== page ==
"Rough-and-ready westerners or dainty shrinking violets?"
As a former Arizonian, I would like to point out that this law was probably the brainchild of some pansy Californian immigrants, likely from San Francisco. You know the type. They usually have a common first name, but omit a redundant consonant -- typically the letter "c" from a "ck" combination.
P.S. Have I annoyed you enough? I'm glad I don't still live in Arizona, then.
P.P.S. It's a good thing I moved, because I'm sure at least half of what I post online would land me in jail under this new law, and I'm relatively nice compared to most :)
"...it seems reckless to do anything other than place a ban on the use of the these agents in farms and gardens while their affects are more closely studied."
So they can switch to the more toxic alternatives?
Re: "Us" winphone owners?
Wow, both win phone users read el reg!
Do you mean that Google will make use of the information that I willingly give them while I voluntarily use the typically very good (but admittedly crappy, on occasion) services that they provide to me for absolutely no charge?! How dare they! Government bureaucrats worldwide *must* unite to quell this evil and vile threat to my anonymized privacy!
Re: another topic for hateradio
"Science is now determined not by truth or experiment, but by politics"
Funny, that's what the right has been saying for at least the past two decades...
Re: Re: Re: On the upside
"I avoid travelling through the USA now, preferring to do UK to Aus/NZ through Asia. Nicer people, nicer food, and they don't force my luggage open."
A wise decision. I live in the U.S. and have had things stolen from my luggage, too, including, of all things, the guest book from my wedding (we got married about 1,800 miles from home so my wife's grandmother could attend the wedding). On top of this, several other expensive, fragile gifts were broken because of them. They were originally wrapped and placed in the center of the suitcase, surrounded by padding, but after the TSA thieves rummaged about in my bag, they tossed the fragile stuff on top -- practically guaranteeing that they'd be broken.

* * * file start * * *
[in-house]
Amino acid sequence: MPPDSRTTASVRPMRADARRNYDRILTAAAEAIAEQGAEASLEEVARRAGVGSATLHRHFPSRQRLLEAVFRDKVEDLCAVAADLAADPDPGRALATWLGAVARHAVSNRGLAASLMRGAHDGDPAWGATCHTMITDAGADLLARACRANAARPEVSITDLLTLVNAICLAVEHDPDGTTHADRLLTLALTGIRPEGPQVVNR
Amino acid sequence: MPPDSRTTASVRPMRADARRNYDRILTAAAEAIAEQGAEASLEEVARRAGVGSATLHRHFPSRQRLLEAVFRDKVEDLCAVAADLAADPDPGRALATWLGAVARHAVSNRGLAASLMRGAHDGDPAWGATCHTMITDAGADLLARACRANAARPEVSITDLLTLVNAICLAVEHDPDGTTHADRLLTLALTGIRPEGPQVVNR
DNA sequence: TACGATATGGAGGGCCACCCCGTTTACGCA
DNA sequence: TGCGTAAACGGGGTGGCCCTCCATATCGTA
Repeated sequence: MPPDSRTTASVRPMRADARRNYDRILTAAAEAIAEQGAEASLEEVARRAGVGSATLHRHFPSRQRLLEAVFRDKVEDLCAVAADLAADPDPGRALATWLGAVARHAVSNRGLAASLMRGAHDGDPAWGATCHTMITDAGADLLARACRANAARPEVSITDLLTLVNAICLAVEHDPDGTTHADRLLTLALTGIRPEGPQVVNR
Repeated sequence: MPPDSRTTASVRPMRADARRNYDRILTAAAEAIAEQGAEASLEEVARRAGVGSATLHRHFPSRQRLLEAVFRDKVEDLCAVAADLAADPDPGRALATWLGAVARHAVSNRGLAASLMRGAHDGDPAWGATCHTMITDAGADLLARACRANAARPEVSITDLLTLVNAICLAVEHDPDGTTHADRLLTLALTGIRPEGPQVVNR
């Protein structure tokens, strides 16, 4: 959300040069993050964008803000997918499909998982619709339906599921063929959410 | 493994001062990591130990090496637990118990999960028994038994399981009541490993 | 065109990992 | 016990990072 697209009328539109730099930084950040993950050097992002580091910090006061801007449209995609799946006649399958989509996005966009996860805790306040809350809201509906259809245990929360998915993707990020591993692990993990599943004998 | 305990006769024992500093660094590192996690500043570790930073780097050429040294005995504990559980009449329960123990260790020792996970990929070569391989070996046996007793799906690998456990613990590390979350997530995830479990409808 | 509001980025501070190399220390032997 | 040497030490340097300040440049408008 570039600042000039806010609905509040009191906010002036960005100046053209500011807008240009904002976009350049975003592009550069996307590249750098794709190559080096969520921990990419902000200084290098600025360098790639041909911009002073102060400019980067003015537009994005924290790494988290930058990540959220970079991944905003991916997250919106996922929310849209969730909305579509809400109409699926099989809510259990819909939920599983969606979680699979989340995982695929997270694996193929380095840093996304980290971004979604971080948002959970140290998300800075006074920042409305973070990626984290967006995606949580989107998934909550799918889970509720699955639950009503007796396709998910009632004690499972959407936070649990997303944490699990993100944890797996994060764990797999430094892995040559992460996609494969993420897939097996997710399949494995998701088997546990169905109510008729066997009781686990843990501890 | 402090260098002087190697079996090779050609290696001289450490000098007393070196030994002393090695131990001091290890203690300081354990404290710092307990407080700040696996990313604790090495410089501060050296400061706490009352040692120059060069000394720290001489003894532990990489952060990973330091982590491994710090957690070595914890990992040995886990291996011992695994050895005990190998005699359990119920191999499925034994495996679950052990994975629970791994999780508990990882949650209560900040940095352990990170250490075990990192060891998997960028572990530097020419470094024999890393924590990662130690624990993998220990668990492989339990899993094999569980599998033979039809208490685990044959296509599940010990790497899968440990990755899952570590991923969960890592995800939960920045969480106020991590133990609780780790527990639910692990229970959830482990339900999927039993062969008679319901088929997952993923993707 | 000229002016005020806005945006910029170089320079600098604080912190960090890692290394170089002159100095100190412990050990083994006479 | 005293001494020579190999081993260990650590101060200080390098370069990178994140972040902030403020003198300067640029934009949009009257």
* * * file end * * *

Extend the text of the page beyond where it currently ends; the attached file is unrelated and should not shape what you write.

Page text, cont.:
Maybe Apple should just go ahead and rename the iPad 3 something else. Then, The Chinese government will have no legal reason to block sales or exports of the iPad 3, or whatever Apple chooses to call it. Maybe it's time to rethink the whole "i" thing now?
Let's not forget that El Reg has already claimed "Fondlestab" (or is that a general British thing? -- it's tough to tell on this side of the pond, sometimes).
I'm not sure why you got down-voted twice. What you posted is 100% accurate, and (if my memory serves me correctly) was one of the selling points of the original iPhone to the geek/developer crowd.
Also, fwiw, I remember when the common usage of IOS was in reference to Cisco gear.
The merchants actually win in this case. Right now, they are the ones who pay the most in cases of fraud.
The metric system is the tool of the devil! My car gets forty rods to the hogshead and that's the way I likes it! </Grandpa Simpson>
"Unfortunately telephone companies are afraid they might have to rent those out to competitors, so they install the dead-end of passive splitter networks."
From what I understand, this fear drives a lot of what they do. Yet another reason the government regulation B.S. needs to go away now.
- Updated Microsoft Azure goes TITSUP (Total Inability To Support Usual Performance)
- The Return of BSOD: Does ANYONE trust Microsoft patches?
- Review Apple takes blade to 13-inch MacBook Pro with Retina display
- Munich considers dumping Linux for ... GULP ... Windows!
- Pic iPhone 6 flip tip slips in Aussie's clip: Apple's 'reversible USB' leaks